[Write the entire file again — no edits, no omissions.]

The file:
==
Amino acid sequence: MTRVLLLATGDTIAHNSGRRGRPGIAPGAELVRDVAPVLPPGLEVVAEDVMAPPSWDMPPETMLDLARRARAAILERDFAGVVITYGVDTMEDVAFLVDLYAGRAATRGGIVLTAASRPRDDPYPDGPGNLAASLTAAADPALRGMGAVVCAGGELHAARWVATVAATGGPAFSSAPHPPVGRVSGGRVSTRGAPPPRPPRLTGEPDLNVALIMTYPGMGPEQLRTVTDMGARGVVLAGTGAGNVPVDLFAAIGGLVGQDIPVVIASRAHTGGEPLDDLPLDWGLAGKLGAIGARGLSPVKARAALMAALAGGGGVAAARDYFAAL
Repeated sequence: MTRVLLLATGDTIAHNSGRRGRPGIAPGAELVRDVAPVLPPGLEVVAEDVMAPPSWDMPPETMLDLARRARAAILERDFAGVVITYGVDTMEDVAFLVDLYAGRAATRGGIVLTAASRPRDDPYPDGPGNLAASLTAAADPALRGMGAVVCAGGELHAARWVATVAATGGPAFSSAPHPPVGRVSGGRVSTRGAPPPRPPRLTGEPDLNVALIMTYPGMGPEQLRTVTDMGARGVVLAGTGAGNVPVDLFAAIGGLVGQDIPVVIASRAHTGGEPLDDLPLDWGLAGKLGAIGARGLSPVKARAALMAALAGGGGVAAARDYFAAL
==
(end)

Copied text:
Amino acid sequence: MTRVLLLATGDTIAHNSGRRGRPGIAPGAELVRDVAPVLPPGLEVVAEDVMAPPSWDMPPETMLDLARRARAAILERDFAGVVITYGVDTMEDVAFLVDLYAGRAATRGGIVLTAASRPRDDPYPDGPGNLAASLTAAADPALRGMGAVVCAGGELHAARWVATVAATGGPAFSSAPHPPVGRVSGGRVSTRGAPPPRPPRLTGEPDLNVALIMTYPGMGPEQLRTVTDMGARGVVLAGTGAGNVPVDLFAAIGGLVGQDIPVVIASRAHTGGEPLDDLPLDWGLAGKLGAIGARGLSPVKARAALMAALAGGGGVAAARDYFAAL
Repeated sequence: MTRVLLLATGDTIAHNSGRRGRPGIAPGAELVRDVAPVLPPGLEVVAEDVMAPPSWDMPPETMLDLARRARAAILERDFAGVVITYGVDTMEDVAFLVDLYAGRAATRGGIVLTAASRPRDDPYPDGPGNLAASLTAAADPALRGMGAVVCAGGELHAARWVATVAATGGPAFSSAPHPPVGRVSGGRVSTRGAPPPRPPRLTGEPDLNVALIMTYPGMGPEQLRTVTDMGARGVVLAGTGAGNVPVDLFAAIGGLVGQDIPVVIASRAHTGGEPLDDLPLDWGLAGKLGAIGARGLSPVKARAALMAALAGGGGVAAARDYFAAL